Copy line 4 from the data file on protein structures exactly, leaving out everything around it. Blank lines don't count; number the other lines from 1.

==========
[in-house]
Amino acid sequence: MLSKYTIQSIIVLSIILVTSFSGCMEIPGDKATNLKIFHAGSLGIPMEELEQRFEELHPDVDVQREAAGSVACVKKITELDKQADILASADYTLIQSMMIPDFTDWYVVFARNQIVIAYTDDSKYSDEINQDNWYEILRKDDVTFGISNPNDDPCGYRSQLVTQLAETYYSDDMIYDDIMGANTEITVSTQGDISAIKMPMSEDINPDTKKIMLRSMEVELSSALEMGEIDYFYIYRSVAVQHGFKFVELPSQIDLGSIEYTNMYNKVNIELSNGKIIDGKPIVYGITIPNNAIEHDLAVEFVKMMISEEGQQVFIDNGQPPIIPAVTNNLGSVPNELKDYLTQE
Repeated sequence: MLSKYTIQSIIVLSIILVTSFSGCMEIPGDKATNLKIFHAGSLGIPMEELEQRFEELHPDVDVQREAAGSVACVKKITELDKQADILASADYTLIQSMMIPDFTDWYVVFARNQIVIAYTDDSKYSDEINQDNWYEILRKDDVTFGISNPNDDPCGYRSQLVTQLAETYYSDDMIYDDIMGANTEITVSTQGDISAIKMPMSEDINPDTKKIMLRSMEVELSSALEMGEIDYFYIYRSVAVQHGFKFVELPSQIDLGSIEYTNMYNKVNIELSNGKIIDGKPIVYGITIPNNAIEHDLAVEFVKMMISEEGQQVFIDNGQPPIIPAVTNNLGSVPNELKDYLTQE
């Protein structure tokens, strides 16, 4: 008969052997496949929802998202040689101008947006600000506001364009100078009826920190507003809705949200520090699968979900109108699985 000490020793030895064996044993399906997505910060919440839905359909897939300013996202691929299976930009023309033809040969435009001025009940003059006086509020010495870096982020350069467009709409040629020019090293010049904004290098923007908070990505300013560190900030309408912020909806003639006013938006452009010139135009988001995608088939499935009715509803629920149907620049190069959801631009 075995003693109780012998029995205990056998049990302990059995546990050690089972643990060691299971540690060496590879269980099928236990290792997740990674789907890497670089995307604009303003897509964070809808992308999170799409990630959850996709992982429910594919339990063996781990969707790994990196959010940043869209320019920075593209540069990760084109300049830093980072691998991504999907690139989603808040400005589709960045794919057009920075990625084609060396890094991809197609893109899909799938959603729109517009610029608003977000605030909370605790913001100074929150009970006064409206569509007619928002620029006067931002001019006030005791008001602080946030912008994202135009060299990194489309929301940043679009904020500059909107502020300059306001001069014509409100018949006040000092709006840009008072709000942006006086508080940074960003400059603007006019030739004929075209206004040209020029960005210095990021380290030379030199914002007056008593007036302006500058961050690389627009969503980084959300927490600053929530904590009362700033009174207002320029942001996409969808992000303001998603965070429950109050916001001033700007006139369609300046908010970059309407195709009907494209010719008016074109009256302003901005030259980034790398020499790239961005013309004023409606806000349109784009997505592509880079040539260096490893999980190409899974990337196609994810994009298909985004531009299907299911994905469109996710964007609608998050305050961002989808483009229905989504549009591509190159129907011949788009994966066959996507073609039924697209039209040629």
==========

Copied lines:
């Protein structure tokens, strides 16, 4: 008969052997496949929802998202040689101008947006600000506001364009100078009826920190507003809705949200520090699968979900109108699985 000490020793030895064996044993399906997505910060919440839905359909897939300013996202691929299976930009023309033809040969435009001025009940003059006086509020010495870096982020350069467009709409040629020019090293010049904004290098923007908070990505300013560190900030309408912020909806003639006013938006452009010139135009988001995608088939499935009715509803629920149907620049190069959801631009 075995003693109780012998029995205990056998049990302990059995546990050690089972643990060691299971540690060496590879269980099928236990290792997740990674789907890497670089995307604009303003897509964070809808992308999170799409990630959850996709992982429910594919339990063996781990969707790994990196959010940043869209320019920075593209540069990760084109300049830093980072691998991504999907690139989603808040400005589709960045794919057009920075990625084609060396890094991809197609893109899909799938959603729109517009610029608003977000605030909370605790913001100074929150009970006064409206569509007619928002620029006067931002001019006030005791008001602080946030912008994202135009060299990194489309929301940043679009904020500059909107502020300059306001001069014509409100018949006040000092709006840009008072709000942006006086508080940074960003400059603007006019030739004929075209206004040209020029960005210095990021380290030379030199914002007056008593007036302006500058961050690389627009969503980084959300927490600053929530904590009362700033009174207002320029942001996409969808992000303001998603965070429950109050916001001033700007006139369609300046908010970059309407195709009907494209010719008016074109009256302003901005030259980034790398020499790239961005013309004023409606806000349109784009997505592509880079040539260096490893999980190409899974990337196609994810994009298909985004531009299907299911994905469109996710964007609608998050305050961002989808483009229905989504549009591509190159129907011949788009994966066959996507073609039924697209039209040629």